Recently there has been intense debate over whether the revenue that incumbent telecoms operators generate from their bread and butter voice services is in terminal decline as innovative VoIP services such as Vonage VoIP have emerged competing head on with the incumbents. Many have been saying for years that the golden days of the telco are over.
Some analysts beg to differ, and make the case that voice still is and will continue to be a prosperous enterprise for operators for a little while longer.
Lack of Net-Neutrality
Earlier in the year The Dutch Parliament signalled its intent to become the first European country to officially legislate net neutrality. This would force internet service providers and operators to treat all types of traffic equally for all services including VoIP applications such as Vonage VoIP.
That was a huge deal for consumers, and was monumental for all Mobile VoIP and IP messaging applications in Holland.
However for net neutrality to become ubiquitous, it will take more than a single country, and all other countries must also adopt a set of similar laws and practice, which is inevitable, but is likely to take a while yet.
Until universal net neutrality becomes a reality, telecom operators legally have the right to block applications on their networks, or charge their subscribers extra for using third party VoIP, such as Vonage VoIP, to offset their revenue loss. Indeed some already levy these additional charges. With others likely to follow suit.
Operators Sell Bundled Services.
Most telcos actually sell their subscription plans as bundles of different services. Which means under a plan you get a defined number of text messages and a defined number of voice minutes, and that type of pricing is highly unlikely to change any time soon. As telcos face ever greater competition on multiple fronts, building an effective sales strategy is a powerful way to protect and enhance their revenues.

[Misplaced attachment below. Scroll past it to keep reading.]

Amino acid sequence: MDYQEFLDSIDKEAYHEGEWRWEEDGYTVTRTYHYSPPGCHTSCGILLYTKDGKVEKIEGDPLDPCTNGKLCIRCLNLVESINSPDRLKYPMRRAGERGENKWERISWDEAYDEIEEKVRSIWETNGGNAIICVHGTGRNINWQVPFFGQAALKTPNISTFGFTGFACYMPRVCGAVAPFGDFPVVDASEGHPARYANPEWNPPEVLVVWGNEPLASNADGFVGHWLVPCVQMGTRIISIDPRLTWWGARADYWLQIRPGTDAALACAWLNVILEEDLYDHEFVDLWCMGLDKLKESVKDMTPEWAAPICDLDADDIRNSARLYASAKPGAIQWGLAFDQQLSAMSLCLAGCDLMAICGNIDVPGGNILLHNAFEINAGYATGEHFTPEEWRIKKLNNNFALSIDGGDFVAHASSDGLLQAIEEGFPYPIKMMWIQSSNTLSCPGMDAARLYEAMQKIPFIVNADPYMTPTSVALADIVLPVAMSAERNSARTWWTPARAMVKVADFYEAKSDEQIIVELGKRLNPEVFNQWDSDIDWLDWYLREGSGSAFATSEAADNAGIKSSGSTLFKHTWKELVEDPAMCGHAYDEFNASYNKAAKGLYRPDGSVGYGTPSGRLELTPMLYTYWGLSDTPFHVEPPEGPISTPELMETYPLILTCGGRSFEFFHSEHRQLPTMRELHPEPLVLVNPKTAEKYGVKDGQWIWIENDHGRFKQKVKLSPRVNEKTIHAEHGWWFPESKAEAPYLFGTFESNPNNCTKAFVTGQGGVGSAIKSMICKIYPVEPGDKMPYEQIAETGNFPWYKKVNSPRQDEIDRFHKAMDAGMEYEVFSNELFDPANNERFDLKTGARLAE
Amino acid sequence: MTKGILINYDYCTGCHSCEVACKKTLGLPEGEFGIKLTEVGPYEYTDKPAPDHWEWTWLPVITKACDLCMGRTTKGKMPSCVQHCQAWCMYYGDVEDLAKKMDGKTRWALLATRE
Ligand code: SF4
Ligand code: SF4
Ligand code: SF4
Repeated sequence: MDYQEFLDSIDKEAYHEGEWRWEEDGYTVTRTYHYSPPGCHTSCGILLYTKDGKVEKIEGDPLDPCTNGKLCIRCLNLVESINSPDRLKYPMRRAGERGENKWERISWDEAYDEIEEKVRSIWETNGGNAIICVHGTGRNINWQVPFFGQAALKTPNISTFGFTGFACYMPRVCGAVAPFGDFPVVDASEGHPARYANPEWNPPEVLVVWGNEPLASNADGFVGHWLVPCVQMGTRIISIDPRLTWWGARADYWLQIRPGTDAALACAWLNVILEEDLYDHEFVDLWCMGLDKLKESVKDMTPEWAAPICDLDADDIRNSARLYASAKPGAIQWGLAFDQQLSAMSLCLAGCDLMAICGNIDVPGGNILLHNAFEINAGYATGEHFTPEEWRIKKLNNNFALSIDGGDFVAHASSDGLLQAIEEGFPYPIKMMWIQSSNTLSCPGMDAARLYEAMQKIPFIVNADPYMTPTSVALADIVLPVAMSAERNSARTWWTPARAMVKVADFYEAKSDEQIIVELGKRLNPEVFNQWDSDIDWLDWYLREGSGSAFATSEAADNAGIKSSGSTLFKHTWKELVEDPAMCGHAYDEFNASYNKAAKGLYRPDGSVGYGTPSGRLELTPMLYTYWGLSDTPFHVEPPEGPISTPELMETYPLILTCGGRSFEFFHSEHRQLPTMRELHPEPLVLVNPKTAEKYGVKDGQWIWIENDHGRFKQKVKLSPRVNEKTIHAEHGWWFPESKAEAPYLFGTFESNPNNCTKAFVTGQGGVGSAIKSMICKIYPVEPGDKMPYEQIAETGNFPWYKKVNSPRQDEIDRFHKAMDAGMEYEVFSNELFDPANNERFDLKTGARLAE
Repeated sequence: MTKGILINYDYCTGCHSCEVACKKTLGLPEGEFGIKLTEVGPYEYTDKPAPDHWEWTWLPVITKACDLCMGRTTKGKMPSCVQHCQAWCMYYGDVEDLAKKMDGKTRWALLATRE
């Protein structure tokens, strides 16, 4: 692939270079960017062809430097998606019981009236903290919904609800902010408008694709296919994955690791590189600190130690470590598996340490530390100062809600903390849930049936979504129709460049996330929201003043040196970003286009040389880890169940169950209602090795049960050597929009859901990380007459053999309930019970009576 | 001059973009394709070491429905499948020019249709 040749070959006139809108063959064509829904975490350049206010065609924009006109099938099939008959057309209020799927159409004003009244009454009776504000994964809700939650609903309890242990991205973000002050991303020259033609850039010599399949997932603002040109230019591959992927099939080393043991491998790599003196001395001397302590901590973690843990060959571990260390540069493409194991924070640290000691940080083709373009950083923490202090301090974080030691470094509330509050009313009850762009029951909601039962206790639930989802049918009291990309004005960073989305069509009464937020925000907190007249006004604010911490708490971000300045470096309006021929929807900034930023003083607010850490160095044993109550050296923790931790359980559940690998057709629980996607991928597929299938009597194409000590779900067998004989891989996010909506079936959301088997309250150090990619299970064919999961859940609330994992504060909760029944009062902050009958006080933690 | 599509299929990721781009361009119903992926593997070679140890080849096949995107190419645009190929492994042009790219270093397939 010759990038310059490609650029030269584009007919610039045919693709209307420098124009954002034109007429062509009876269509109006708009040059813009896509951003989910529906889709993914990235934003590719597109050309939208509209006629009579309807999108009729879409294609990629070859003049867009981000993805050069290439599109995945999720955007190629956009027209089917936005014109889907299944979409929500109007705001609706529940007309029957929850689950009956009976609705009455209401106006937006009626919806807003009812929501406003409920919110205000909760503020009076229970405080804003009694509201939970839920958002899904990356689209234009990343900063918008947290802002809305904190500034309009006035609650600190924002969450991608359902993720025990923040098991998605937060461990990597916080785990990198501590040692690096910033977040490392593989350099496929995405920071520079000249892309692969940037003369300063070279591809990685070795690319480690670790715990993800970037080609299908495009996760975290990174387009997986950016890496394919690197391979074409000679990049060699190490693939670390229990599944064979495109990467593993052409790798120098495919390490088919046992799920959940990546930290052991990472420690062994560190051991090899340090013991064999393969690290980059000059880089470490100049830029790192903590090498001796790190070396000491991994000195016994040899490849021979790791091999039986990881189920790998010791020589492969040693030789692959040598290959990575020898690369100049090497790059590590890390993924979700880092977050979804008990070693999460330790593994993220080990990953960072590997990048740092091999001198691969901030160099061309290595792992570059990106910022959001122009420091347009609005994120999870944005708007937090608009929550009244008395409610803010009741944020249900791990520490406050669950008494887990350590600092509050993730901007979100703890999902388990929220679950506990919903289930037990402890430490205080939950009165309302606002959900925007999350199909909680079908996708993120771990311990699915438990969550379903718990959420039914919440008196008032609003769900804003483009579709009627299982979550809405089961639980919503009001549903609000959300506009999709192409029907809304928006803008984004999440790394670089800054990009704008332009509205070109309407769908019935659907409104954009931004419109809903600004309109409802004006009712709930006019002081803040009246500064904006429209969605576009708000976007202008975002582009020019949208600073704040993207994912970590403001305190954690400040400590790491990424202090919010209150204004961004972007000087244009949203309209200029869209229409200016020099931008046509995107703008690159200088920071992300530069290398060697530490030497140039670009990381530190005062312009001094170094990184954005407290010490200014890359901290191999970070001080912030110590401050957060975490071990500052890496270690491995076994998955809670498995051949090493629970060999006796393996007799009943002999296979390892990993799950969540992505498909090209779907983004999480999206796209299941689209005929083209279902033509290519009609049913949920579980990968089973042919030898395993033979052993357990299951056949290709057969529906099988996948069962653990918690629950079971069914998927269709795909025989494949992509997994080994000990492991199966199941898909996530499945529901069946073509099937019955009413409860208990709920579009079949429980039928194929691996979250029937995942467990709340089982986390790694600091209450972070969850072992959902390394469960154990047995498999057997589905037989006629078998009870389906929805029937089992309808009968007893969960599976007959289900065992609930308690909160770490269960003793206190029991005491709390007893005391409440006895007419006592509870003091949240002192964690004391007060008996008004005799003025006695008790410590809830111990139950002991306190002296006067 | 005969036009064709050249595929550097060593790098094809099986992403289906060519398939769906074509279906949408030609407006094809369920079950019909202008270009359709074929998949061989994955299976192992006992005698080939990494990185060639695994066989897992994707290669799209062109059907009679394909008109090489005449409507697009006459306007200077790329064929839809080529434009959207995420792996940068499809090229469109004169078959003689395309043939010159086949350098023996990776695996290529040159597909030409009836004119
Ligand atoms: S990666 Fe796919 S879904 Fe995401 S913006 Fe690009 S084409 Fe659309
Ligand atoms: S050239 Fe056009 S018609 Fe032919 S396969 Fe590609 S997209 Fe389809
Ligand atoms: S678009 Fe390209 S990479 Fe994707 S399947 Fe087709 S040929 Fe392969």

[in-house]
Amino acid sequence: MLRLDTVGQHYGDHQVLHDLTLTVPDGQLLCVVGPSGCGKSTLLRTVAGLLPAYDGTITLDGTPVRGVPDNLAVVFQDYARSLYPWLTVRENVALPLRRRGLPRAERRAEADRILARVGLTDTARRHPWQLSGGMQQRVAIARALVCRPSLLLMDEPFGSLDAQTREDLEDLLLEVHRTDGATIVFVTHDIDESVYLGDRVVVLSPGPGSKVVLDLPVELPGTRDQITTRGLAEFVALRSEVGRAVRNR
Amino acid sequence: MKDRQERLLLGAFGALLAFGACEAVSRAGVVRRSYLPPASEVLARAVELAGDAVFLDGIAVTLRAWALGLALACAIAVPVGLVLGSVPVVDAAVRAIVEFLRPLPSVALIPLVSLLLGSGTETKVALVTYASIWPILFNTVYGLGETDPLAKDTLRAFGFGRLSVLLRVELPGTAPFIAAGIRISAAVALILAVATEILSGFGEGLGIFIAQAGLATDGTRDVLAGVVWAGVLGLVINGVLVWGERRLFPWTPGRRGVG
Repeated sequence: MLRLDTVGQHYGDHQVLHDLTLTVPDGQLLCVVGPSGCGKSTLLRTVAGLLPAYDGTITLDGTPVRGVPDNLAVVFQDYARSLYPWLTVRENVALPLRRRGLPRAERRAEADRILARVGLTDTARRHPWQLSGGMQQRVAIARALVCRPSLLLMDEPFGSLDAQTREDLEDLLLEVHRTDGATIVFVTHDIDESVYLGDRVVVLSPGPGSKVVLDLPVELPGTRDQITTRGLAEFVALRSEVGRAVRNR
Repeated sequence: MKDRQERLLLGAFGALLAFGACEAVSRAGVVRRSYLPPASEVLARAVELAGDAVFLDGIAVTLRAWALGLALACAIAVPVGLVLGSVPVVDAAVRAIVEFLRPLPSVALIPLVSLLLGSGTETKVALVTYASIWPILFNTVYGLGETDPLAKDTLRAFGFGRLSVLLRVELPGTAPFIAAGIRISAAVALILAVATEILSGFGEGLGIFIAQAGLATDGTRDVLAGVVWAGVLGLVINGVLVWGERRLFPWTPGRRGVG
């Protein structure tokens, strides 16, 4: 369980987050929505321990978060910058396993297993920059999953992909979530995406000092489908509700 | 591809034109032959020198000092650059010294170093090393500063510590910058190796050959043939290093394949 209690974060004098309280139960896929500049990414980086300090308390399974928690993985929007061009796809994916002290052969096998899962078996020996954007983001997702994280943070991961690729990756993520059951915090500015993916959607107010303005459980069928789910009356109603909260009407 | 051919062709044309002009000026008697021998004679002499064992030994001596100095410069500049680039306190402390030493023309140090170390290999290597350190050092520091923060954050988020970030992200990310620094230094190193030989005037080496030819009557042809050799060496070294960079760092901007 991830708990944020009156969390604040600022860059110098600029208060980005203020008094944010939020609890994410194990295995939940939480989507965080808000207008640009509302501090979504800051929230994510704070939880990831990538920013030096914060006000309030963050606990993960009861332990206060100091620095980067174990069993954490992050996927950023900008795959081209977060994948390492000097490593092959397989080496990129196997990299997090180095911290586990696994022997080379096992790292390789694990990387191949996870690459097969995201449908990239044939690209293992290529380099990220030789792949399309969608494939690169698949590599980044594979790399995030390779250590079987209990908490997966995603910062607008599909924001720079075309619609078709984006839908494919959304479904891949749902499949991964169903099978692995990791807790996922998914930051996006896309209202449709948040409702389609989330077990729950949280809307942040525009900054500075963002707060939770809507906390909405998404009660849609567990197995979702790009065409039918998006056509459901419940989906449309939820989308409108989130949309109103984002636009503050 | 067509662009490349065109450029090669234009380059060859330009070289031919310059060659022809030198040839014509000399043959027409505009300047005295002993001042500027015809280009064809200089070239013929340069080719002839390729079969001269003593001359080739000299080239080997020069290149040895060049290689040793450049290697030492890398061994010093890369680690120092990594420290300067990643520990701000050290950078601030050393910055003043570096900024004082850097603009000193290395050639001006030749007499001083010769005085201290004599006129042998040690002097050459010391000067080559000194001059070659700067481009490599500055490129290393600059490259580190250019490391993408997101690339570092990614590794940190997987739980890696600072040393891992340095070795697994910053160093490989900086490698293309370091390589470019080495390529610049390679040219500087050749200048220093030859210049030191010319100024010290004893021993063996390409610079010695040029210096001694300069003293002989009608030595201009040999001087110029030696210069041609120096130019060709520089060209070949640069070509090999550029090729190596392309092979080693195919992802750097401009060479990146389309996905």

Feature Phones Not Dead Yet
It is no great revelation that smartphone sales have grown exponentially, with some estimating that in 2010, they grew by 40%. It is expected that in the year 2014, there will be 1.4 billion smartphone unit sales, and with the current adoption rate Nielsen reckons that smartphones will overtake feature phone sales in the US by the end of this year.
Clearly this trend represents an enormous opportunity for companies such as Vonage VoIP to target customers with mobile applications that are disruptive of existing business models. The market will be large enough for companies such as Vonage VoIP and Skype to take huge chunk out of Voice revenue of incumbent telcos.
However the absolute picture is much more important than the relative one. On a global level, feature phones dwarf smartphones by a factor of 4 to 1. It will be a while before that ratio becomes one which represents an existential threat to incumbents on a global level, though it must be said the ratio varies on a regional and economical developmental level, so the telcos at risk are the ones with the wealthiest customers, and who tend to be the biggest.
For now though, operators have room to breathe, the requirement for conventional voice services will continue unabated for some time yet. But they must start preparing for the new world order that in inevitable in the future, they must learn to embrace the future and not fear it, to not let equity markets and share holders seeking immediate returns drive their planning for a sustainable future, one in which they survive the internet protocol transition.